The Difference between Awareness and Oblivion

A few weeks ago, I found myself teaching yoga to a child that had next to zero body awareness. While he was new to yoga and unfamiliar with the way our bodies move in poses, this was different than mere unfamiliarity. Whatever words I used, his body and mind refused to work together. In order to show him the different asanas, I physically had to move his body into them with my own hands—and even then, he had a hard time understanding what his body was doing and moved himself out of the poses I worked so hard bringing him into—all with the impression that he was still doing them.


This is not an uncommon extremity of body-awareness ignorance, and it’s something that I feel needs discussing. The mind-body connection that we teach so much in yoga is more than just beautiful words; it’s something that we as humans desperately need. When I was little, whenever I told my mom that a part of my body was hurting, the first thing she would ask me was if it was an inside hurt or an outside hurt; i.e., if the pain was inside of me or on my skin. My answer from there dictated an even more precise question; if I said inside, she asked if it was a muscle pain, a bone pain, or something else. These increasingly detailed questions eventually helped me come to an answer that she could work with. These questions also caused my brain to pinpoint the source of the pain in a way that was not only accessible but familiar; by the time I was ten, I was incredibly aware of where it was hurting and usually why it was hurting–and if I’d had the pain before, I was familiar with how to fix it.


While this way of interpreting pain in the body is not all that our mind-body connection teaches us, it was incredibly beneficial to my mother to know what exactly was wrong with me. It was also helpful to me because I was a child that worried. If I was in pain, I automatically went into that panicky “I’m dying” mode. However, with the skills my mother taught me, it slowly became easier and easier to keep myself away from that mode. Assessing my body was the first priority when I felt pain or even illness; and because of my body intelligence, I began to panic less and less and could tell the difference between pain I could ignore or get rid of easily and pain that needed to be discussed. I will be forever grateful to my mother for delving me into my mind-body connection.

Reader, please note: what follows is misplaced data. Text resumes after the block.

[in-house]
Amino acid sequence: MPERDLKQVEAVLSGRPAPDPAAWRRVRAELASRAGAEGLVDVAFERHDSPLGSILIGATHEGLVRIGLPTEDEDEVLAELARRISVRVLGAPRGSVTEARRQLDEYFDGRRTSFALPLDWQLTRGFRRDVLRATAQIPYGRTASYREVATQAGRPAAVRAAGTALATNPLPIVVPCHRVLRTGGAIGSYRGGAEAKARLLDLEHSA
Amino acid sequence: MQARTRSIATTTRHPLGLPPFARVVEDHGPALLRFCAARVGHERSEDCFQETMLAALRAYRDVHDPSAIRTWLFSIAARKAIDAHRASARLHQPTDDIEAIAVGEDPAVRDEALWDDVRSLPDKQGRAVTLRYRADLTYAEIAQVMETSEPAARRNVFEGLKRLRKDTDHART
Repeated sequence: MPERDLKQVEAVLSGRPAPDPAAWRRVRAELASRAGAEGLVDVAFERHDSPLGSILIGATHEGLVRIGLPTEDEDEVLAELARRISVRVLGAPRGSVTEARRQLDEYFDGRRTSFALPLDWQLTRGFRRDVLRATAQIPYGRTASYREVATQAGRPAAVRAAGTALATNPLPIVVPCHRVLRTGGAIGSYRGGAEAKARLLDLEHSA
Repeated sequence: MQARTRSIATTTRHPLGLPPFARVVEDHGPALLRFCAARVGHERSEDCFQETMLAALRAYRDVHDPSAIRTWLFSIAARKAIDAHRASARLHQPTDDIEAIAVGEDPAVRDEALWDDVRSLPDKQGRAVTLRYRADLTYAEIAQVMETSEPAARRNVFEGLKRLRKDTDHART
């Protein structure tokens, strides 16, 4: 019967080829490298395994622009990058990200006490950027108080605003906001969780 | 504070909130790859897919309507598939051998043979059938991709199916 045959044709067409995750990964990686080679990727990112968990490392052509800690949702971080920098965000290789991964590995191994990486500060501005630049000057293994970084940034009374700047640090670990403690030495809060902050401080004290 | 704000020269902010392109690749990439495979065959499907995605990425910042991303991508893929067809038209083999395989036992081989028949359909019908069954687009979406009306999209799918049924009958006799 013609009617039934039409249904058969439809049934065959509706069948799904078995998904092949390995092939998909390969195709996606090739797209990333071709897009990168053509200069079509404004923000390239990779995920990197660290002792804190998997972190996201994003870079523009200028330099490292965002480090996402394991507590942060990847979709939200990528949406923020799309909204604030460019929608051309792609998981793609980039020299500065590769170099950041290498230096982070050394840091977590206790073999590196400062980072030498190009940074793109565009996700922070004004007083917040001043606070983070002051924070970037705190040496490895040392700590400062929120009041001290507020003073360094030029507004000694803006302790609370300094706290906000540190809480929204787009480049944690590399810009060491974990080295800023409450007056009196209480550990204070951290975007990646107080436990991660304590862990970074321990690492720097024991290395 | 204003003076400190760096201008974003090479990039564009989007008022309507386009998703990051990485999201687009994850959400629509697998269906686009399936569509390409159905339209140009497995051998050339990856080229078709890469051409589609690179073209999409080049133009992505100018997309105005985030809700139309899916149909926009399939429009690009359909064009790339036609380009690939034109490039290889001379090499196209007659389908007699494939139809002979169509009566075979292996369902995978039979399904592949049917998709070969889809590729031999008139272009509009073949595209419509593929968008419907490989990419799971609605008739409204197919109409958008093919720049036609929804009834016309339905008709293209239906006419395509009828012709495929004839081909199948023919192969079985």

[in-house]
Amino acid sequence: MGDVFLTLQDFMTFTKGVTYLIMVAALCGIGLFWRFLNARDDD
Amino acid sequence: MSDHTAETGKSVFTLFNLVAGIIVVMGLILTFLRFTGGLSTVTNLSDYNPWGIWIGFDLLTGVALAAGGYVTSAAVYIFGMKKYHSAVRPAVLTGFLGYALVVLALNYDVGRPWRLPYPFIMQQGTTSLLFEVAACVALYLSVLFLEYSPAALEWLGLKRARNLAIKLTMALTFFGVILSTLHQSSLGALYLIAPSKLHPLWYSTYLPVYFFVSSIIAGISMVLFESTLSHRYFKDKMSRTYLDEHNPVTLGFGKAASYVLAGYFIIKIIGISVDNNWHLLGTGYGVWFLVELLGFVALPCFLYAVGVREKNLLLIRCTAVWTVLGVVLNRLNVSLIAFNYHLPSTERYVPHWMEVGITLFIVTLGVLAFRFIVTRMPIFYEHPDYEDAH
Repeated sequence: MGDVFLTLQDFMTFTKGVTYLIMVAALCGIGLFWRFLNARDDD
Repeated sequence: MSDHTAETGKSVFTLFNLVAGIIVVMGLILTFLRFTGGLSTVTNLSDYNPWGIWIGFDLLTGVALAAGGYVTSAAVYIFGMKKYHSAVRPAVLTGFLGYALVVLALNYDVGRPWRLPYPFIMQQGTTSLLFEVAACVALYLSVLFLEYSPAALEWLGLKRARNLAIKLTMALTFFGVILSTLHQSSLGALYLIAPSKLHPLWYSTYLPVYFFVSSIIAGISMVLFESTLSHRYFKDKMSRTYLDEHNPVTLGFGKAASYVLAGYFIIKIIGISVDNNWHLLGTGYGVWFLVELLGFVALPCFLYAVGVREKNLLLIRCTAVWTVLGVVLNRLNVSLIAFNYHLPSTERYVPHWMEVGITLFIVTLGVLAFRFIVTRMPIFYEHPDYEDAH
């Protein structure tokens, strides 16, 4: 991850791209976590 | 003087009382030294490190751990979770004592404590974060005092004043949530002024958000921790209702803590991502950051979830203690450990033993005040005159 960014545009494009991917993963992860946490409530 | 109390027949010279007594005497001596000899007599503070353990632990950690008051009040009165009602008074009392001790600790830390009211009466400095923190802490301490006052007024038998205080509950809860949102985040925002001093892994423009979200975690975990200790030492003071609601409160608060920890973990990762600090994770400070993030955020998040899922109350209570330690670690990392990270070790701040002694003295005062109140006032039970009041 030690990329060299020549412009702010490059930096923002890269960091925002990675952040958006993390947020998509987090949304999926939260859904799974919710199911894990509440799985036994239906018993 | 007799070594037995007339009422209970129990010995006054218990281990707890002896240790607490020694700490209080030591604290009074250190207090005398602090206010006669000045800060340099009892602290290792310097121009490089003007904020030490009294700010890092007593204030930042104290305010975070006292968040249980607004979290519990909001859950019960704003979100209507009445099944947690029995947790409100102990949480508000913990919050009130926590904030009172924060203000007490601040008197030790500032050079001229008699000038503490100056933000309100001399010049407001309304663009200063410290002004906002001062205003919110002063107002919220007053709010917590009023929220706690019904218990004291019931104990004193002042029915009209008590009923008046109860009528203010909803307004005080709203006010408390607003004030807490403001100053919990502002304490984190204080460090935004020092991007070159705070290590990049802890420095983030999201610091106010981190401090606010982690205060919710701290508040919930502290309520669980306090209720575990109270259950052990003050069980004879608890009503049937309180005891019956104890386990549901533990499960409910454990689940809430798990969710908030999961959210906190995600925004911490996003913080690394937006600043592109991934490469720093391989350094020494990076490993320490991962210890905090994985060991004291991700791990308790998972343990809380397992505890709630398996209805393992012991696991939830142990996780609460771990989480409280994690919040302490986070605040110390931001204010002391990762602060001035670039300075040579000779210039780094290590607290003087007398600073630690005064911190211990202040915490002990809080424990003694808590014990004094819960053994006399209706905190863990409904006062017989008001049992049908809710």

Yoga teaches us this and far more. Do you remember your first major inversion? I do. The first time I ever got into Headstand, before my legs were even off the ground, my mind was flying. Merely putting my head into my hands and pushing my torso up with only the tips of my toes touching the ground was enough to make me disoriented. I lost all sense of where my body was. And then, after I’d taken a deep breath and had consciously figured out again where all my body parts were, the second I lifted my feet off the ground I lost all sense of myself again. Continuously remembering to assess where my body was within the pose was crucial to success; after a few tries, I was able to lift my legs all the way up into the air. That gloriously giddy feeling of being upside down was wonderful, but caused me to lose my mind-body connection. Only after taking deep breaths could I manage to bring my mind back.


Now, years later, practicing yoga has given me the tools to always be aware of my body. If you have been practicing yoga for a length of time, your body will become more familiar with understanding the difference in the knowledge you have of it—but only once you allow yourself to notice it. This includes knowledge of your right and left sides and the differences in your body in both places, how your body feels when it stretches versus how it feels when it strengthens, and so much more. Notice the changes in your body. Notice how aware of it you are.  And notice how much better the quality of your life is when you take the time to connect to your physical self.


If you are new to yoga, it might sound daunting to understand your body, simply because there is so very much to learn. However, yoga allows you to take it one step at a time. It may seem overwhelming, especially as you practice more and more and new information is constantly thrust upon you, but when it gets to be too much, just breathe—and then you will begin to understand. Yoga will give you, slowly but surely, the tools for body awareness. And if you think you know your body now, be excited for what’s to come. Yoga expands your awareness, no matter where you are on the scale. And the more you know your body, the healthier you will be. I know that in my life this rings true. Pinpointing where my pain is within my body is just the beginning of my understanding now—yoga has transformed the way I see the world. My mind and body have taken the steps to seamless unity and even though it’s far from perfect, it’s there. And it can be for you, too.





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